Anyway, although Vee is a big fan of eating food, she hasn't been a big fan of sitting her butt in the chair to do it.  She's been my problem child with trying to wander off with the food.  So, we've been working very hard on "butt stays in the chair" and "food does not leave the table," which are the two rules for home.  (I don't discourage feeding the dog from the table, although I should.  These days, though, Vee is less interested in feeding Bernie than she is shooing Bernie away in offense that she would consider eating her food.)  Easy enough when she's in a high chair in a restaurant, not so easy when she's eating at the girls' little table at home.

So, we've worked really hard on "food stays at the table" when she's having a snack.  This usually results in the world coming to an end, and wailing pitifully at the unfairness of it all, that she cannot spread her crumbs all over the house.  And, of course, our response is:


But, we had a breakthrough this past week.  She left the table with food still in her hand, to go get a book, and I shooed her back to the table telling her that food stays at the table.  She put the food back on the plate, went to get her book, returned to the table to finish her snack and read her book.  She's kept her butt in the chair and food on the plate ever since.  

And, very cutely, she puts her shoes back where they belong when she takes them off (something Cora still doesn't do).  I might just get the little beastie civilized yet. 


Kate Sherwood said...

Congratulations! Your hard work is paying off.

CM said...

Vee sounds a lot like X. (Who also loves that video, so much that "Elmo duck" is what he says when he wants to watch videos. I figured that out after being puzzled when he kept asking for "Elmo duck" and then after a few seconds, he started requesting Boot Doot and Cookie Monster.) QUACK QUACK!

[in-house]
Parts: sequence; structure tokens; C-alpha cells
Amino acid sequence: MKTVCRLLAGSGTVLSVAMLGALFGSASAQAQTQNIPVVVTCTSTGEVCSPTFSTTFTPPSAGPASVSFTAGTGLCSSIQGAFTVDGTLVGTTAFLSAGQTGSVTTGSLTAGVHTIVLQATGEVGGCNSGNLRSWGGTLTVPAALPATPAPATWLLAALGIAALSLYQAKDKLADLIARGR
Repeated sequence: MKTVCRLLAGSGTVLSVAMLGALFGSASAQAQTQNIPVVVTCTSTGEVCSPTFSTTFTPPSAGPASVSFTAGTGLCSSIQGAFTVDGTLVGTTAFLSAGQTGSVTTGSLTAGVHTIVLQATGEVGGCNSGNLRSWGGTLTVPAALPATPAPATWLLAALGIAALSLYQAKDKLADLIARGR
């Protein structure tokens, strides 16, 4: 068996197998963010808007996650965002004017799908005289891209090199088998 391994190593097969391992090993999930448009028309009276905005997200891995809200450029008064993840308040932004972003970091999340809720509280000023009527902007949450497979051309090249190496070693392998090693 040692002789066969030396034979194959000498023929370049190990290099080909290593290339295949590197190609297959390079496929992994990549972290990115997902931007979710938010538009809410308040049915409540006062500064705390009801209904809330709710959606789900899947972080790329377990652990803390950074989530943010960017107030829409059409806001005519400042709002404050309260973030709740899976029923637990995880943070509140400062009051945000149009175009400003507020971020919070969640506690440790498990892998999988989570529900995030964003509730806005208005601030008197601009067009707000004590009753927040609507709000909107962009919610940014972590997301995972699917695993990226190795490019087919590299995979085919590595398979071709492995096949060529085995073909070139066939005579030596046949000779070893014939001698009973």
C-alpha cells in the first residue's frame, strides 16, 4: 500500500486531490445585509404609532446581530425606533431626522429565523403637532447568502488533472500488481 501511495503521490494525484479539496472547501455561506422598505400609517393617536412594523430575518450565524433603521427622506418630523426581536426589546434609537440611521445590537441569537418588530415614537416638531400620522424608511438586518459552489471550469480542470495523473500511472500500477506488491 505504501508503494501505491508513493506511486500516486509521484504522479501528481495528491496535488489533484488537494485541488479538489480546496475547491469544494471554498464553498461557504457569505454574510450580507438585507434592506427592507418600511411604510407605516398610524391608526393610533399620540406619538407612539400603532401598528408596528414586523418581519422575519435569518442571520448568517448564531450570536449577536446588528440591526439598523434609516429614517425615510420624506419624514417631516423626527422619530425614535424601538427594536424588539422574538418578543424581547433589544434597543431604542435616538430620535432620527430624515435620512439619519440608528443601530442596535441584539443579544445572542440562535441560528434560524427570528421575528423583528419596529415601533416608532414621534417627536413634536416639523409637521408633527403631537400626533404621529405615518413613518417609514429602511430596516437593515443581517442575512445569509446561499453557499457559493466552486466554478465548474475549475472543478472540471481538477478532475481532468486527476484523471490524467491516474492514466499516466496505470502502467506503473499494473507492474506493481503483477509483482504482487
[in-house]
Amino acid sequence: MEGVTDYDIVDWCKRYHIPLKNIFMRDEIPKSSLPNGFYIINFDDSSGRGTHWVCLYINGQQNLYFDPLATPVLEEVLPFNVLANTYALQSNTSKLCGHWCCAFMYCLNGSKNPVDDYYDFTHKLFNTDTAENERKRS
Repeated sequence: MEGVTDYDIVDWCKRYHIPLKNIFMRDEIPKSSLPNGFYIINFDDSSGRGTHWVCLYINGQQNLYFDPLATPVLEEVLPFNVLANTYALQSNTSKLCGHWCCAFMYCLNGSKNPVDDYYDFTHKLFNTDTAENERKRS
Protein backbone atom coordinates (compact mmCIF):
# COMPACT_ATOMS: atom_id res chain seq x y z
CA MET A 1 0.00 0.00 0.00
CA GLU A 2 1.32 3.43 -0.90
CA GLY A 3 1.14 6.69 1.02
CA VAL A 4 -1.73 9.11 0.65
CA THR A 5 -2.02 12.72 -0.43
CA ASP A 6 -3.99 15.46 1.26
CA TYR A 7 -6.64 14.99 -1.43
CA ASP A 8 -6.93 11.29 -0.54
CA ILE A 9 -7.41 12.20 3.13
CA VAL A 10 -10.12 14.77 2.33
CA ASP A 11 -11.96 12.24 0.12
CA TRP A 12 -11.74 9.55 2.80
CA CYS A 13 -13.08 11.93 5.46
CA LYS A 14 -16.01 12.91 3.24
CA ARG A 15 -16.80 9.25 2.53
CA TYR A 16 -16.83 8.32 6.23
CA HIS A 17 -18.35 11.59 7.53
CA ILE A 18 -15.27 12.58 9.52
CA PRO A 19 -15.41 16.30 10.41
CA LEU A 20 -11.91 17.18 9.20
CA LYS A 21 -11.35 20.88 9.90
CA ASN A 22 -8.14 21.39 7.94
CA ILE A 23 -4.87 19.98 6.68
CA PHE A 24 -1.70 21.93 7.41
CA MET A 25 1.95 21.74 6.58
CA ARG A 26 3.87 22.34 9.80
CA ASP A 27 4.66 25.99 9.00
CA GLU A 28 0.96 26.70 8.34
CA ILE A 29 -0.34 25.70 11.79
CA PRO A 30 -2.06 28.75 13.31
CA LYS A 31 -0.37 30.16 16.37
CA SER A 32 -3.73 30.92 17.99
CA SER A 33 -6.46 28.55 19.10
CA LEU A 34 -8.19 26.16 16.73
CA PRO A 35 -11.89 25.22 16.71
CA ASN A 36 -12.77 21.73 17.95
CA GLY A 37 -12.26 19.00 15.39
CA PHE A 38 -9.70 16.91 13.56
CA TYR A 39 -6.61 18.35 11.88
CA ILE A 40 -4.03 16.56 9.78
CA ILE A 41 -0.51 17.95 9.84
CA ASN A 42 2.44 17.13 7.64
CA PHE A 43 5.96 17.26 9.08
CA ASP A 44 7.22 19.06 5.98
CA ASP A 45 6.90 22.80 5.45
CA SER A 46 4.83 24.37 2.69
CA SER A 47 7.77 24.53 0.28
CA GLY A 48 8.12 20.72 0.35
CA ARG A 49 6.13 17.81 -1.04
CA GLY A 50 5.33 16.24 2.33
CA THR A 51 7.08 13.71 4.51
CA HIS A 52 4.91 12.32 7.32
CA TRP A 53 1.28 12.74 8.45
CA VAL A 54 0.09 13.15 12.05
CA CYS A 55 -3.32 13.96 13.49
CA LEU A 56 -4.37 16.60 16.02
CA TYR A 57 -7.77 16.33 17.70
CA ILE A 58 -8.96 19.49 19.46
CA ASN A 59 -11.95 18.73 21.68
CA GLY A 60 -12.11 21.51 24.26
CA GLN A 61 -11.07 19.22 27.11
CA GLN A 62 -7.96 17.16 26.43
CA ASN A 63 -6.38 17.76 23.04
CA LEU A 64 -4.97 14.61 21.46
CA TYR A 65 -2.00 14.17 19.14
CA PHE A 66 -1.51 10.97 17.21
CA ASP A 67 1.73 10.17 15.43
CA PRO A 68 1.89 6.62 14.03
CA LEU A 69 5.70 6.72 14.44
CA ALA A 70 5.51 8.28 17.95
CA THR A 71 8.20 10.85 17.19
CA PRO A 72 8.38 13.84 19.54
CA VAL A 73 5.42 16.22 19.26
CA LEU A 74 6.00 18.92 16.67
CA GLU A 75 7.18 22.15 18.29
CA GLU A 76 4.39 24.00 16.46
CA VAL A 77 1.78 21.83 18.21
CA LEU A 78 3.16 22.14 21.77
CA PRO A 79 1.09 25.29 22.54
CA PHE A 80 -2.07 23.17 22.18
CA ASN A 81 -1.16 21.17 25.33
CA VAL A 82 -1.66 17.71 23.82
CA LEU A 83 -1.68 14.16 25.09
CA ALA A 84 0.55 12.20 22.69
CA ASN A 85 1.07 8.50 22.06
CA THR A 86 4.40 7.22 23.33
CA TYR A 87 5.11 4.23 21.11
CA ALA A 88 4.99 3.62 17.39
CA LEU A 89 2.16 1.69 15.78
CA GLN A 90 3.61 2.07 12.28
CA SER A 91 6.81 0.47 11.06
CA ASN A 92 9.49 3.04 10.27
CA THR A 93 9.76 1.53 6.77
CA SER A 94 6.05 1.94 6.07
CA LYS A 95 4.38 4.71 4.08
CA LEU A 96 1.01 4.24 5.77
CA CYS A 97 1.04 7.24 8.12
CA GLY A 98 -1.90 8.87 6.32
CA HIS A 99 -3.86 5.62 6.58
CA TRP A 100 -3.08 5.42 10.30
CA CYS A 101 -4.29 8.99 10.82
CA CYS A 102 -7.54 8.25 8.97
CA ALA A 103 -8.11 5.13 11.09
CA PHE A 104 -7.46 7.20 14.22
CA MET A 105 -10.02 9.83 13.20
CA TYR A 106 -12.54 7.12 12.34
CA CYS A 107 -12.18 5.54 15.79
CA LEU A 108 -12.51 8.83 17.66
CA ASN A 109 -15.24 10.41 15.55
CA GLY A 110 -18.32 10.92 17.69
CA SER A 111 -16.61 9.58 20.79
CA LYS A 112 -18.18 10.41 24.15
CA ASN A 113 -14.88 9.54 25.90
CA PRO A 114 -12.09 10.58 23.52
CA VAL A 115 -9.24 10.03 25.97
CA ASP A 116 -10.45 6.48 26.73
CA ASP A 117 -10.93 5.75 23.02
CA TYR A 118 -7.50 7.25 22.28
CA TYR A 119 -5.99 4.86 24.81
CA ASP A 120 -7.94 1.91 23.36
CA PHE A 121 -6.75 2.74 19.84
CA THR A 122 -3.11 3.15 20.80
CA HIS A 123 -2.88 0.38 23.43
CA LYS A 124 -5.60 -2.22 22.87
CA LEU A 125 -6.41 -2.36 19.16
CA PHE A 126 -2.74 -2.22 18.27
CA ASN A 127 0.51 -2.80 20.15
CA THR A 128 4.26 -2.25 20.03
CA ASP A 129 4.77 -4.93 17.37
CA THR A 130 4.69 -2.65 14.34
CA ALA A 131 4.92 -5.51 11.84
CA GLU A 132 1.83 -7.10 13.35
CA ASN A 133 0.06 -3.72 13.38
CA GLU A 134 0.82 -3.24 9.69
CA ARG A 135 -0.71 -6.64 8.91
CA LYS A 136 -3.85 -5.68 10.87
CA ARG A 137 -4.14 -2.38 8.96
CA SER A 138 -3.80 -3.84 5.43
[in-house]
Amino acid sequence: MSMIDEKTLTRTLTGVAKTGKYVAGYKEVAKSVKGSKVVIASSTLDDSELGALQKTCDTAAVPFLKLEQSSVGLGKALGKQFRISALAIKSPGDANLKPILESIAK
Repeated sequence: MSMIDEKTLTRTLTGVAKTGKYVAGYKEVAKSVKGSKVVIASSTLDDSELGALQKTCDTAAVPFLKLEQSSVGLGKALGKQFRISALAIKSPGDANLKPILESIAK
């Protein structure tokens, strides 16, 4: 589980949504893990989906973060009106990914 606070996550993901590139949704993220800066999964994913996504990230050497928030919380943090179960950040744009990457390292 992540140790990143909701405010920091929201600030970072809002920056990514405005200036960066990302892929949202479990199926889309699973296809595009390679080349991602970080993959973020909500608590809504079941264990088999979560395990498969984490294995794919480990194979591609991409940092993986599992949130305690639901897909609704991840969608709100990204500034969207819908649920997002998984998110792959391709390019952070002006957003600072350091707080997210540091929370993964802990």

Laurie said...

Ugh. R is IMPOSSIBLE out in public. She just wants to run everywhere. You can't really take her out of anywhere as a punishment because that's what she wants!

Like V she could care less about TV and wants to go OUTSIDE all the time. Maybe her and V can get together and wear each other out!

Proto Attorney said...

Boot doot, I love that, that's adorable!

I think what helped with taming Vee is that we're very consistent with the table rules, lots of firmly placing little butts back into chairs. Even at home, the kids don't leave the table unless everyone's done (and that's a lot easier to wrestle with at home than at the restaurant). Timing is important too. Hungry, but not too hungry. Having distractions ready if something unexpected happens (like tonight at the restaurant, my mom taking 20 minutes to figure out what the hell she wanted to eat... seriously, the waiter had to come back four times... I thought Vee was going to lose her shit. I thought *I* was going to lose my shit. Ugh.) I'm not above whipping out some Elmo Ducks at the restaurant if food is taking too long!